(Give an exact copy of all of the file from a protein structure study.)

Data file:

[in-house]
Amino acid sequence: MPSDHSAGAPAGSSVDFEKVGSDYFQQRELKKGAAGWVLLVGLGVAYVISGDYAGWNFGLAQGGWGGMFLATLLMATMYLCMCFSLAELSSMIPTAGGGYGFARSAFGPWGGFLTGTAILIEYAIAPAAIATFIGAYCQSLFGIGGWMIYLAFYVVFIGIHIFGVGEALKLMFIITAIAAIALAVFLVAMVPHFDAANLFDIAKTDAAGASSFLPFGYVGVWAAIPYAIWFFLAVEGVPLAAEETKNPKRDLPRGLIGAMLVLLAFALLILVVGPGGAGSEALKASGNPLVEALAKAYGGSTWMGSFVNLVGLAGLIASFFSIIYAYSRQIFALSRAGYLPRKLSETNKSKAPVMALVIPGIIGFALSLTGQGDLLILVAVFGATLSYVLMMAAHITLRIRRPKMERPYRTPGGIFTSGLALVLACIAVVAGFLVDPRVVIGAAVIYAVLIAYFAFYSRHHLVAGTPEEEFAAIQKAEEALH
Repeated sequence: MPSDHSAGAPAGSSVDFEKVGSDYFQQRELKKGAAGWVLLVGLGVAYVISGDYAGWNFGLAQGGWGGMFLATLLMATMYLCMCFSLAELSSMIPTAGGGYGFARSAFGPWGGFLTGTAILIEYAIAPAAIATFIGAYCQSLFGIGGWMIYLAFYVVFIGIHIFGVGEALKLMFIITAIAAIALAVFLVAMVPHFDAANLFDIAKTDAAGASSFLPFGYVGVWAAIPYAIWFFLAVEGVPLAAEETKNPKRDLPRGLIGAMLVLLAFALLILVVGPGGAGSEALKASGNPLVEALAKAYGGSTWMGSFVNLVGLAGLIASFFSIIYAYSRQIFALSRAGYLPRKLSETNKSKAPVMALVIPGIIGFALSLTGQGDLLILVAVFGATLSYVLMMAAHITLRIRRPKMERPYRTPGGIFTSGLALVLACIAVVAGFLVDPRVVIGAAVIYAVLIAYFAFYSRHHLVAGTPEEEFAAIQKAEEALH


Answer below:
[in-house]
Amino acid sequence: MPSDHSAGAPAGSSVDFEKVGSDYFQQRELKKGAAGWVLLVGLGVAYVISGDYAGWNFGLAQGGWGGMFLATLLMATMYLCMCFSLAELSSMIPTAGGGYGFARSAFGPWGGFLTGTAILIEYAIAPAAIATFIGAYCQSLFGIGGWMIYLAFYVVFIGIHIFGVGEALKLMFIITAIAAIALAVFLVAMVPHFDAANLFDIAKTDAAGASSFLPFGYVGVWAAIPYAIWFFLAVEGVPLAAEETKNPKRDLPRGLIGAMLVLLAFALLILVVGPGGAGSEALKASGNPLVEALAKAYGGSTWMGSFVNLVGLAGLIASFFSIIYAYSRQIFALSRAGYLPRKLSETNKSKAPVMALVIPGIIGFALSLTGQGDLLILVAVFGATLSYVLMMAAHITLRIRRPKMERPYRTPGGIFTSGLALVLACIAVVAGFLVDPRVVIGAAVIYAVLIAYFAFYSRHHLVAGTPEEEFAAIQKAEEALH
Repeated sequence: MPSDHSAGAPAGSSVDFEKVGSDYFQQRELKKGAAGWVLLVGLGVAYVISGDYAGWNFGLAQGGWGGMFLATLLMATMYLCMCFSLAELSSMIPTAGGGYGFARSAFGPWGGFLTGTAILIEYAIAPAAIATFIGAYCQSLFGIGGWMIYLAFYVVFIGIHIFGVGEALKLMFIITAIAAIALAVFLVAMVPHFDAANLFDIAKTDAAGASSFLPFGYVGVWAAIPYAIWFFLAVEGVPLAAEETKNPKRDLPRGLIGAMLVLLAFALLILVVGPGGAGSEALKASGNPLVEALAKAYGGSTWMGSFVNLVGLAGLIASFFSIIYAYSRQIFALSRAGYLPRKLSETNKSKAPVMALVIPGIIGFALSLTGQGDLLILVAVFGATLSYVLMMAAHITLRIRRPKMERPYRTPGGIFTSGLALVLACIAVVAGFLVDPRVVIGAAVIYAVLIAYFAFYSRHHLVAGTPEEEFAAIQKAEEALH